Pennsylvania’s ban on continuously chaining dogs has passed the state Senate — but it can’t move forward until the chair of the House Judiciary Committee, Rep. Ron Marsico (R-Dauphin), facilitates formal discussion of the bill.
“Studies show that continuous chaining makes dogs more likely to attack, sometimes fatally. Tragically, the victims are often children,” writes Barker. “In response to these humane and public-safety concerns, nearly 20 states have passed tethering laws. It’s time for Pennsylvania to follow suit and protect the most vulnerable among us: our companion animals and our children.”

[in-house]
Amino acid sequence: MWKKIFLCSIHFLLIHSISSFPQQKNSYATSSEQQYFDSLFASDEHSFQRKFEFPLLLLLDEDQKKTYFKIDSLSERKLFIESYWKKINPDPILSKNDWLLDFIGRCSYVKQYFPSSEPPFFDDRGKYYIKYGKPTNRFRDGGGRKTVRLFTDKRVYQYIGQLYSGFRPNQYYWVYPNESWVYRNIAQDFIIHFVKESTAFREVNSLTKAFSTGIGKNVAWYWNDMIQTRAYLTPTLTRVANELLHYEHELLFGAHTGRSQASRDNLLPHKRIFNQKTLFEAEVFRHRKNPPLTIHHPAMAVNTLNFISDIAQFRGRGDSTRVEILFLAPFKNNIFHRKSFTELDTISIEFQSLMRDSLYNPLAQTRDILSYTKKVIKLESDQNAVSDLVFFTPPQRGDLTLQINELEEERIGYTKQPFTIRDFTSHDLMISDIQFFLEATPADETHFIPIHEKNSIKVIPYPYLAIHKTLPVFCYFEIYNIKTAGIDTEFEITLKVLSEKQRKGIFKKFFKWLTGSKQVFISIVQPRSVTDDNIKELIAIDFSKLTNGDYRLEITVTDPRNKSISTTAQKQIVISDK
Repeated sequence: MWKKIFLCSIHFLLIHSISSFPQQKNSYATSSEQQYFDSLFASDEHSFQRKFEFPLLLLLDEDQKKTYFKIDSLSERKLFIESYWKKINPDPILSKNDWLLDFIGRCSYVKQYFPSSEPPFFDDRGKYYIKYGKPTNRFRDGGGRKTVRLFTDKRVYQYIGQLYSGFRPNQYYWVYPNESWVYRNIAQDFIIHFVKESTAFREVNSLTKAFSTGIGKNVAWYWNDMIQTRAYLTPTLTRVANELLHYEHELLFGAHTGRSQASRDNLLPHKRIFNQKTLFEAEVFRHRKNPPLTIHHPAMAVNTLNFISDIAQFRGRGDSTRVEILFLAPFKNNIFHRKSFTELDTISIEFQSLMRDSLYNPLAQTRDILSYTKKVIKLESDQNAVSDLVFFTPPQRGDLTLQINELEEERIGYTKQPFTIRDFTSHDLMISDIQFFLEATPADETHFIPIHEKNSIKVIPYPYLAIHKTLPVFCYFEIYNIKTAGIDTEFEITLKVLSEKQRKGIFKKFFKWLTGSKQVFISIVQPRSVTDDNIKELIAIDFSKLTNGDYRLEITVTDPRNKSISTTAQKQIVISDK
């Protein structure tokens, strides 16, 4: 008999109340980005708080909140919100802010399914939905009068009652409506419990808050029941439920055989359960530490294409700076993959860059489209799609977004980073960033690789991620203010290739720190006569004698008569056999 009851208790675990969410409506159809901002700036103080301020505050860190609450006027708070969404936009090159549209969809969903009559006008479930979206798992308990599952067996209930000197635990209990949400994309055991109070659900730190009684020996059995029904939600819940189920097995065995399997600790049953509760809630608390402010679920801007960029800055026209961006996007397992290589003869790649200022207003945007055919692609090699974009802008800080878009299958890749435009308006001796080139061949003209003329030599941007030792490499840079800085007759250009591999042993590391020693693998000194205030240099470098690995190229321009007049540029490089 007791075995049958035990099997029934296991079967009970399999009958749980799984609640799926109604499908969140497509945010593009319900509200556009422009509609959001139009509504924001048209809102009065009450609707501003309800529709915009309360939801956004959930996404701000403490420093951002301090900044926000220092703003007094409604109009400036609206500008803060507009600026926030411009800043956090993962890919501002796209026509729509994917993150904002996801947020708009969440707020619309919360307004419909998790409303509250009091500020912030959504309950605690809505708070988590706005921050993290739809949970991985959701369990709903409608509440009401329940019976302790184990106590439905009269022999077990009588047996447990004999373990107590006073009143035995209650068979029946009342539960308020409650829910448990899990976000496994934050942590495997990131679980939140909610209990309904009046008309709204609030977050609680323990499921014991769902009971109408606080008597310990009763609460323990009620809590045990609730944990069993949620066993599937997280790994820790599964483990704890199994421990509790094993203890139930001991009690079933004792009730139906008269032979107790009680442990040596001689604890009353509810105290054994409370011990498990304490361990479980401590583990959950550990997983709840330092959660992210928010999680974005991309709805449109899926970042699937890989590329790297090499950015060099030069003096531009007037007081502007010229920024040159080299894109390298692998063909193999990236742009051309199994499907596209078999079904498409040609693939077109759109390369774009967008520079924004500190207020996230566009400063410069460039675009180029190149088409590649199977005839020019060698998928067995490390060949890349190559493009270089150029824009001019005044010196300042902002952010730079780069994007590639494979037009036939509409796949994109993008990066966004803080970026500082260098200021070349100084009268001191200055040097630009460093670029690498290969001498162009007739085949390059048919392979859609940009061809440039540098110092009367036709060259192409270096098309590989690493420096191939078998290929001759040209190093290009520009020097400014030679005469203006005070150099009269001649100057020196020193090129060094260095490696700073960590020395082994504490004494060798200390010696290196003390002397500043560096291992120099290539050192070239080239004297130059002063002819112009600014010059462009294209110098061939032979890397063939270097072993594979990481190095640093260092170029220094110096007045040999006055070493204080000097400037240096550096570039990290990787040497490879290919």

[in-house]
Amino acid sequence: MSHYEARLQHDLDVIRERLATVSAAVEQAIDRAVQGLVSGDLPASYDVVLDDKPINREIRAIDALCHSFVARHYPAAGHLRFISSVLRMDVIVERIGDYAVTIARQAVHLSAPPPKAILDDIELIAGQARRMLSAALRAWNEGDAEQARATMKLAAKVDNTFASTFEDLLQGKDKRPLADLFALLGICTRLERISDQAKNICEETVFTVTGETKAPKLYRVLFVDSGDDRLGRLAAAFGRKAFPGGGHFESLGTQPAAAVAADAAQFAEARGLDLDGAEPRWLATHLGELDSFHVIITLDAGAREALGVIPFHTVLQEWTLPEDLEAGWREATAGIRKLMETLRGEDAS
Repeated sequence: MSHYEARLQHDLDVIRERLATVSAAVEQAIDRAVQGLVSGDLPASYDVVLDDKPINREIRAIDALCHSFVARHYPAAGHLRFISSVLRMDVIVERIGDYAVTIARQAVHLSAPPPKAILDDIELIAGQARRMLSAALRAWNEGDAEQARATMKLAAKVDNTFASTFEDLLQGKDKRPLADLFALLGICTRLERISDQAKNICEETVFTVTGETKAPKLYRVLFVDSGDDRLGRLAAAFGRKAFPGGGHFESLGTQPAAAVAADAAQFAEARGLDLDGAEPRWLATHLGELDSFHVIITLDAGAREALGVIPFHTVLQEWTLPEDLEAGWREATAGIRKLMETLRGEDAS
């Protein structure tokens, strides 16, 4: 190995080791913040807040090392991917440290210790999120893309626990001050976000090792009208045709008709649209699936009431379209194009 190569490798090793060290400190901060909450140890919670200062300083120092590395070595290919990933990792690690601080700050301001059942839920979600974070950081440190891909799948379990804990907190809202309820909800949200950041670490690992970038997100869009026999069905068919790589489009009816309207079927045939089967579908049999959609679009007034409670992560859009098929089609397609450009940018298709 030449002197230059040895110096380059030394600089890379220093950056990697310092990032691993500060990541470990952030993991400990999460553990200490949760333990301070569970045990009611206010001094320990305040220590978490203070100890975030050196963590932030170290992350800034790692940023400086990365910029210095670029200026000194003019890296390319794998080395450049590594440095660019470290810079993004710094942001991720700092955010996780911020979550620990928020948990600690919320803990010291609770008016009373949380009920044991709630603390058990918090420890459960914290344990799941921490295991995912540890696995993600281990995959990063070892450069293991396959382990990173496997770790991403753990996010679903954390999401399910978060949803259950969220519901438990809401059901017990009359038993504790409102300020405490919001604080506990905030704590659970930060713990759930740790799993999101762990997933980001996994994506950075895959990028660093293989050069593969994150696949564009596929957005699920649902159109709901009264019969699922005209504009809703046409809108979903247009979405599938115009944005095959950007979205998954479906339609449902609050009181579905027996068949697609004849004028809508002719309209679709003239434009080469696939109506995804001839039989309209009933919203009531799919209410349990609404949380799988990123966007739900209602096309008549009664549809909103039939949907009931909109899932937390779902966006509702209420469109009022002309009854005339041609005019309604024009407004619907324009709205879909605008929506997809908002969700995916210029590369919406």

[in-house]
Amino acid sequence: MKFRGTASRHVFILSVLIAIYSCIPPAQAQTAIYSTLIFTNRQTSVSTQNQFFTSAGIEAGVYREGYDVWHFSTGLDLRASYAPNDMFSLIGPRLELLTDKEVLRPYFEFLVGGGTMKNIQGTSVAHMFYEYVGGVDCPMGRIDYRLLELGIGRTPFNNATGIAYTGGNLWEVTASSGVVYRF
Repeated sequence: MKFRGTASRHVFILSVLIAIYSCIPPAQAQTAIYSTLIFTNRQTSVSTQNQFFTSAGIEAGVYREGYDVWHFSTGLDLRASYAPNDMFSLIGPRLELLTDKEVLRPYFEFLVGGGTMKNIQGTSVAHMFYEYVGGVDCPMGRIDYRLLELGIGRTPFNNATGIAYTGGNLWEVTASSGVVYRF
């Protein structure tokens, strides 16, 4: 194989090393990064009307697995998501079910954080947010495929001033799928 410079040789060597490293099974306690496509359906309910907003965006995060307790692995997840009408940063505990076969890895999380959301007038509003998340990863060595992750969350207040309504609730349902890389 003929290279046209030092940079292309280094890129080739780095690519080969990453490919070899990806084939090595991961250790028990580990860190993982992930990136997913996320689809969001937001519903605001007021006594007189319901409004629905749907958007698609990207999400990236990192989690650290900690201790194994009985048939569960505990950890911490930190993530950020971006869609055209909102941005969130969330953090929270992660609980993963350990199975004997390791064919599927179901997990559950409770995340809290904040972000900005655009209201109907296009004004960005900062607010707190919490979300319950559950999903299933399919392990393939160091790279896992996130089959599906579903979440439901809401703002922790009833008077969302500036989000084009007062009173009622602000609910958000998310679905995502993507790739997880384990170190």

PETA — whose motto reads, in part, that “animals are not ours to abuse in any way” — notes that dogs who are chained outdoors are forced to endure all weather extremes, and these highly social pack animals spend their entire lives alone, eating, sleeping, and eliminating in the same few square feet of space. A study co-authored by the Centers for Disease Control and Prevention found that chained dogs are nearly three times as likely to attack as dogs who are not tethered.